Our new drying shed. Part 1.

The container arrives.

Drying herbs, and especially material for seeds is time consuming and takes a lot of space. As our farm has grown so has the amount of material that we need to dry. For many herb farms it’s a one step process. They gather the herb and dry that for sale. For us its two step. We gather herbs to dry but we also leave a portion and gather that for seed.

This takes a lot of space, more and more as the farm grows.

So we need a new place to dry our plant material. After some discussion we decided to do like many herb farms do and use a shipping container. These wonderful extremely versatile boxes have a multitude of uses and one of them is as a drying shed. We decided on a 20 foot model to begin with, although I think we will need a larger one later we have not cleared enough space for such a container as yet.
After walking around our property and discussing locations we agreed on one near the front of the property as a interim. We are restrained at present where we can have things delivered because the house is situated between the driveway and the fields with trees around it making it almost impossible to get large vehicles back into the field areas. So things have to be delivered to the front and then we have to move them, or they have to stay in front it we cant.

Our shipping container fortunately can be moved later. At present we have chosen the only remaining sunny location that is not being farmed to put it in. It was also ‘lawn’ – read short green stuff. So there was not a lot of clearing to be done.

We needed to put down wooden beams to place the container on but that was all.
The container arrived at 8.30am Monday morning. The driver was an expert and easily maneuvered his truck to line the container up between our marker sticks and drop it on the wooden beam that we had put in place to receive it.

The trucks they use have mechanical sliding decks which allow him to raise and lower the container off the back of the truck and slide it into place. It was almost worth buying one to watch the guy install it!

Location for container
Location for the new shed with wooden support logs. Back on is in place and sticks mark the exact position where the container will be placed.
Container arrives on truck
The container arrives strapped on the back of truck and is slowly backed into position.
Straps are removed.
Straps are removed.
Container is now backed carefully into place with extreme accuracy.
Container is now backed carefully into place with extreme accuracy. The truck driver is really good at this.
Moveable truck bed slides the container back and down to allow for easy placement.
Moveable truck bed slides the container back and down to allow for easy placement.
backing container into position.
Truck is backed up a bit more to lower the back end of the container.
adjusting the container positon
A little more sliding and lowering to get the container right on the mark
Container is dropped perfectly onto the back log.
Container is dropped perfectly onto the back log.
Front log is pulled under the container before it is finally lowered into position.
Front log is pulled under the container before it is finally lowered into position.

So we have the beginnings of our drying shed. We just need to pressure wash the inside and let it dry before we can start installing our stuff.

Labor Day Is When You Labor On Your Lawn.

At least most years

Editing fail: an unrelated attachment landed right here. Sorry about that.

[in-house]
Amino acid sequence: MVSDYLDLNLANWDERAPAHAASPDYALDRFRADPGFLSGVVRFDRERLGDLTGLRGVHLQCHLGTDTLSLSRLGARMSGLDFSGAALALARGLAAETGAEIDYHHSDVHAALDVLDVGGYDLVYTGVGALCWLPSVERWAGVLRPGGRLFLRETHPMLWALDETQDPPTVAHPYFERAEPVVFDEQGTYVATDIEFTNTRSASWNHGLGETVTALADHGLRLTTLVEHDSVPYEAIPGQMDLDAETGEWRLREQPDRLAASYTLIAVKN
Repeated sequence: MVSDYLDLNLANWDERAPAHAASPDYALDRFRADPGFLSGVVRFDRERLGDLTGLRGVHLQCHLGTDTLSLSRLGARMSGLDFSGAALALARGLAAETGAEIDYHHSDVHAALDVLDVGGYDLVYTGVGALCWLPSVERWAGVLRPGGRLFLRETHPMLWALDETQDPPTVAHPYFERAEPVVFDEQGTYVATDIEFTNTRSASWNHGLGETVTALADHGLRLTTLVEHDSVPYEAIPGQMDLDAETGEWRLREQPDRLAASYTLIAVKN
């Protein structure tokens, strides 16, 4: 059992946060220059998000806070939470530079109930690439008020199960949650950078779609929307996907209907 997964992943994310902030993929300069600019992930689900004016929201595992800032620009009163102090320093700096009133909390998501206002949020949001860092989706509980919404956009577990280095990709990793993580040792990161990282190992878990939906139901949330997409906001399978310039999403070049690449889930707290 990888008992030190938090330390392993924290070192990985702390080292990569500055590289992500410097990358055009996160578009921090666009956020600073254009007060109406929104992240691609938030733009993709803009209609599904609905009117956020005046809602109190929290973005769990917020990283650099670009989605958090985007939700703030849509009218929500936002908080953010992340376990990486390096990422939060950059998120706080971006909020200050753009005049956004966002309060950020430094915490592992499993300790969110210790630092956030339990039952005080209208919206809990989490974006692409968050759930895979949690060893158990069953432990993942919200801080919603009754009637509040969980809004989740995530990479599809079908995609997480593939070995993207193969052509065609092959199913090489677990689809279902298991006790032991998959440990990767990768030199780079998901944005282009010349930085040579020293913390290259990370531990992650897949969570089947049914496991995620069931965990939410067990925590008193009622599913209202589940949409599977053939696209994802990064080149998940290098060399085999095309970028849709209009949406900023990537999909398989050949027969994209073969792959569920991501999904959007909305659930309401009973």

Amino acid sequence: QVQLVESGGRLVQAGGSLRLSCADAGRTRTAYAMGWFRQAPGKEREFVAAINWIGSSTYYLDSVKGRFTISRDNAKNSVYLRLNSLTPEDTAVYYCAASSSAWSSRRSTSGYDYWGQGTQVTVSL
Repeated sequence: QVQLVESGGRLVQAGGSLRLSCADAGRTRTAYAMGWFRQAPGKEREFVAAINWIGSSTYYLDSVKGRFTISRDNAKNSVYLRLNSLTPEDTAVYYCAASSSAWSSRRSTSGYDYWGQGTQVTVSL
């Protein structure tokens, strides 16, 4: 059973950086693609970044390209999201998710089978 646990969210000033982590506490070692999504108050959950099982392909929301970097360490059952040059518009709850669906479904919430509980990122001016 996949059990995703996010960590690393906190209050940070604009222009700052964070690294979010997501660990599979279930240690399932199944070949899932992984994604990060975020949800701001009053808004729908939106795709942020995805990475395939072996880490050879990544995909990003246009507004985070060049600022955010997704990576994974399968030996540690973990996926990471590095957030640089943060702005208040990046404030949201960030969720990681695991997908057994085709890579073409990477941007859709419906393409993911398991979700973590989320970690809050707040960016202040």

For those of us in the northern part of the country especially in the north east the general rule is to work on your lawns in the fall. Labor day is when you labor on your lawn makes it easy to remember.

However with the ever rapidly changing climate that might not be so true anymore.

Normally here in the northeast labor day marks the ‘end’ of summer. Its not really true of course we have always had bright warm sunny days through September and October but the temperatures tend to cool down a lot. The historic averages are in the high seventies with a few minor clips up to the low eighties in the early parts of the month. Most of it tends to be cooler with a little more rain and the temperatures drop overnight giving more of a cold snap.

This is the signal to most plants that winter is approaching. The leaves on the trees begin to turn lovely shades, or for some just brown and drop off. Some trees drop early. Annual plants also know that winter is coming, they are producing their hard coated seeds and spreading them as far as they can ready for next spring. What they are not doing is germinating and growing more weeds now.

That is a great advantage to the lawn grower. Grass seed will germinate now and if done so it will have less weeds to compete with and get a head start before the winter comes.
This however all depends on lower temperatures and more rain. This year the meteorologists are predicting a warmer fall than normal which is following a time of much drier weather so everything is upset. Fall may be later, and wont be anything like as spectacular as it normally is.

Lawns are still under stress. There has been a lot less rain so many have gone somewhat dormant. Its not the time to put down new seed or do anything intensive on the lawn that will stress it more. This year Labor day is NOT the time to labor on your lawn, and it probably wont be until at least the third week in September.

For those who lavish their lawns it may be a disappointment. For those of us who just accept a lawn and do a little to help it then it means that this labor day can be used for something else. Hopefully something more enjoyable. So go have fun, labor on your lawn later.

Harvesting Catnip and Rue seeds.

This week the catnip and rue seeds have ripened and are at their peak for harvesting. These two plants need very different approaches in the harvesting process.

When harvesting seeds, all plants, and hence the seed, needs to be very dry. If not the plants and seeds tend to retain moisture and may develop mold. So instead of being able to harvest first thing in the morning when the temperatures are cooler we have to wait for around mid day when the plants have totally dried off before we can start. This makes the job more unpleasant if you don’t like too much heat.

Seeding catnip plants